Tuesday, November 30, 2010


The temperatures have dropped, the green grass is gone and replaced with wheaten stalks. Trees and fences are dressed with ice crystals and our breath hangs in the frost heavy air. The ranch hands are decked out with their silk "wild rags" and thick gloves and jackets, while the animals all have an extra layer of thick hair and hopefully, an extra layer of fat to help them work their way through the long winter ahead.

Having gone to California to visit family over the Thanksgiving holiday, it seems winter crept in the backdoor at the ranch. While we were chuckling at unforgettable toddler phrases like "Guess what everybody??? I have to go poop!!!" delivered with gleeful self satisfaction, and causing Randyman to flee to the far end of the house, the temperatures dipped to sub zero with the wind chill bringing it close to minus 20's degree Farenheit. Our ranch family thoughtfully dragged all the goats, sheep, orphan calves and my two Jersey milk cows into the barn under heatlamps. Many animals can withstand the harsh temperatures, but my milk cows are overly thin from feeding calves too long and too well, and the goats...well...they are just sissies.

This of course, means I returned home to a mountain of poop that had to be shoveled out of the barn. If there is one thing cows can do, its produce poop. Lots of it.  After shoveling for a couple of hours, my back was painfully suggesting I go lay down for a bit.  Knowing that there was no way I would be able to keep Dollymoo cow in for the winter, I found an old horse blanket which fit her perfectly. She had no objections to my putting it on her, indeed, she was as tickled as a teen in her first prom dress, so I led her to her pasture and turned her loose with a ration of hay and grain. I returned to get EmmaLou cow, her yearling heifer, and put her out as well. I turned Emma loose and she went bucking and cavorting across the pasture until she saw Dolly. She came to a screeching halt and began running backwards, as much as a cow is able to. She snorted and spooked and kept turning her head back at Dolly like she just couldn't believe what she was seeing. Dolly had sure enough gotten so cold, she'd turned blue all over. At least that was Emma's perception. It took some time before she dared approach her mother in that dark blue frock. Once resigned to the fact it was still Dolly, she attempted to wipe the outfit off of her with her tongue, to no avail.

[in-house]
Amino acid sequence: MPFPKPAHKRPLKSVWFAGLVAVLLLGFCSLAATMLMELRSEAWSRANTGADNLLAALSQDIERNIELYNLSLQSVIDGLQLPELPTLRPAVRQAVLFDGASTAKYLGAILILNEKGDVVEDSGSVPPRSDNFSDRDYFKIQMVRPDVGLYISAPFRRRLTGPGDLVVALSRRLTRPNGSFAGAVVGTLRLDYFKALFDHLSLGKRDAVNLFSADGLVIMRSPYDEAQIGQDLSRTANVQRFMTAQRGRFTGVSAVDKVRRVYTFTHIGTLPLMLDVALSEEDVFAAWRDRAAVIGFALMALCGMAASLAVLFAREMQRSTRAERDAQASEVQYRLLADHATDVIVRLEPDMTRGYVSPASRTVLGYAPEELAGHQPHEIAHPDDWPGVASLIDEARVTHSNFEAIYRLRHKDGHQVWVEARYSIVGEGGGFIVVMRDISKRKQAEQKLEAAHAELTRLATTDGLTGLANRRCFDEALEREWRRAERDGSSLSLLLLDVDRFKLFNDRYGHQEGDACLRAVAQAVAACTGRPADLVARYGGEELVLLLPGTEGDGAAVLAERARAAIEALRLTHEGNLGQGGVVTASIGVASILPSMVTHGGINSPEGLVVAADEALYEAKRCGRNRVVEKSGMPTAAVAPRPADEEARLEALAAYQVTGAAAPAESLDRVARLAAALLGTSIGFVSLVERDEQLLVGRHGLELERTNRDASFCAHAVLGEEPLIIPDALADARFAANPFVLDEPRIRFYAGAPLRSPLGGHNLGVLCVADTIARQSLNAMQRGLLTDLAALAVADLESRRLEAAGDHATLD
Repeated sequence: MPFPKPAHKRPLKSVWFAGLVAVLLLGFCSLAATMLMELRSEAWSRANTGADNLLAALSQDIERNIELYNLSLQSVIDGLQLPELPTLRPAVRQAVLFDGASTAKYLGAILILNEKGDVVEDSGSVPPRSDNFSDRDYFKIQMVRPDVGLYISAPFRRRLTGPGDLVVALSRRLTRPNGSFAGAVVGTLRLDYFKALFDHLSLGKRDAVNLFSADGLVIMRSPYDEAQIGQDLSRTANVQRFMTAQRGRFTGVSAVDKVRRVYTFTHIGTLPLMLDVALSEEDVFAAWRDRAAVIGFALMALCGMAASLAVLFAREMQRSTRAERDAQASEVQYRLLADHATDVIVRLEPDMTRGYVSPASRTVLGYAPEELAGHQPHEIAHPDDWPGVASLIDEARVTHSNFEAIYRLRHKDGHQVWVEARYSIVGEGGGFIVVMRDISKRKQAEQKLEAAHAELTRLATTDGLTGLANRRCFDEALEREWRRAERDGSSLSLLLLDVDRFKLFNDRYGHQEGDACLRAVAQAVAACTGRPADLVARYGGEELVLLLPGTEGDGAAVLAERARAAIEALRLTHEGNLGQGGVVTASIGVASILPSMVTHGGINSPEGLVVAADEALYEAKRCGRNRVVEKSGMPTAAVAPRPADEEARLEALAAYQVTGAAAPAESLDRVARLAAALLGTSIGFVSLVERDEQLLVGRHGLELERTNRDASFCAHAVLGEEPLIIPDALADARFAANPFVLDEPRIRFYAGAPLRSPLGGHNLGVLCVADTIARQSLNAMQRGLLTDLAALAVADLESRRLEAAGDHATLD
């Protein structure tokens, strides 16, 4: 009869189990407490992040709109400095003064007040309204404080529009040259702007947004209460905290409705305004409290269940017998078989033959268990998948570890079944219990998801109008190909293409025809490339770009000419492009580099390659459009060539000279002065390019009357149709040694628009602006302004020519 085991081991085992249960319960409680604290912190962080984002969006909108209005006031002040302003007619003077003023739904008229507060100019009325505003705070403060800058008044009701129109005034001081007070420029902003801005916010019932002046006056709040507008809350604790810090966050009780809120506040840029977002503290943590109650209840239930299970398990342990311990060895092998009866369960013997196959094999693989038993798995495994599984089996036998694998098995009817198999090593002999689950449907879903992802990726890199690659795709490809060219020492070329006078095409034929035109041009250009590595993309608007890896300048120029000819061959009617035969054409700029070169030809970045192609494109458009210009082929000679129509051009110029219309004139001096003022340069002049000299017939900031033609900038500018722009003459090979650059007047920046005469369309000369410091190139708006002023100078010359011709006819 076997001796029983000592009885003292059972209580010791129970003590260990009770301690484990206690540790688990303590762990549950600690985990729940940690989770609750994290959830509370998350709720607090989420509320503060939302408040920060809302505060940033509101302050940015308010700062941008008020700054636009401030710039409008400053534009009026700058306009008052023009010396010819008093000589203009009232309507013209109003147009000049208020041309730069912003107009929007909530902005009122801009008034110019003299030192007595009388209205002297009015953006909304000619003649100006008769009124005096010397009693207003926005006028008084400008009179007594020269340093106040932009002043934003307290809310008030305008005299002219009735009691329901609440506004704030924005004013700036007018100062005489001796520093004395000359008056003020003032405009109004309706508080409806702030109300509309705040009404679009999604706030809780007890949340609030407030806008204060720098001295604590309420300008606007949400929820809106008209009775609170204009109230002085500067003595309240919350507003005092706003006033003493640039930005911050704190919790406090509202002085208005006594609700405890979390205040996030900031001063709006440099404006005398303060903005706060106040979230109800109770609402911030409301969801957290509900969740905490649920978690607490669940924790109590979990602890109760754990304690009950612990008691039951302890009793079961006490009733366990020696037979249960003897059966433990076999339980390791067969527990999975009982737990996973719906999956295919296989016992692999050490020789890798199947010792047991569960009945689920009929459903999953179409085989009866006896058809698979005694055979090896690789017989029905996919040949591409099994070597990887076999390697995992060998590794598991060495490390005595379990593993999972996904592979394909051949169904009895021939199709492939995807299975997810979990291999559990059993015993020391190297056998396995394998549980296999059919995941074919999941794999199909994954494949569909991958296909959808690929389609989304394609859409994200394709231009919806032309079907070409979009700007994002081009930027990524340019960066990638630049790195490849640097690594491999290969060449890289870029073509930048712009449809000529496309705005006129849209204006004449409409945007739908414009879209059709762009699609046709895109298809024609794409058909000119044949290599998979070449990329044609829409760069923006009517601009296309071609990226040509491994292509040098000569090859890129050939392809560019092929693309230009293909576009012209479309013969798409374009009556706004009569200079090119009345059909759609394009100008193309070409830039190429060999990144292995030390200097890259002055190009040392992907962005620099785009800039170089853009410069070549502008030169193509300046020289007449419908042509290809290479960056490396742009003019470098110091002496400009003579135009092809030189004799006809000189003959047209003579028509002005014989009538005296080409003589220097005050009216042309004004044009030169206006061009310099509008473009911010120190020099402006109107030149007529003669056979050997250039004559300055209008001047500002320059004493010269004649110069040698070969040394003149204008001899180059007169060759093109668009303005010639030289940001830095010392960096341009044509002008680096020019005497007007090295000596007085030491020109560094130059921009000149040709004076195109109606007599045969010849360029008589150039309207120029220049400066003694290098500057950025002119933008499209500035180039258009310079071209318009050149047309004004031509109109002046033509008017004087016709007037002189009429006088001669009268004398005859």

I brought the sheep and goats back to the house and bedded  down their shelters with straw, and checked on the 'polar bears'. ( the 2 Maremma puppies, now 8 months old and over 100 lb) They are for sure fluffier than when we left, probably because of the cold. The snow doesn't seem to affect them at all.
  I returned to the house for a much needed rest for my back, only to find the bed already occupied.
"Visions of grandeur in his sleep"

Apparently, Cider did not sleep well in California.

So, instead I resumed making soap and reminisced about our family visit, and the loved ones we had to leave behind until next trip.


  1. Annie from IllinoisNovember 30, 2010 at 5:29 PM

    So glad you're 'back' - I was getting worried, like Patricia A.
    As always, thanks for sharing your interesting observations on life. I'm addicted to your blog, I guess.

  2. Thanks Annie, I appreciate it! Just a little trip and a bit of brain stall. :)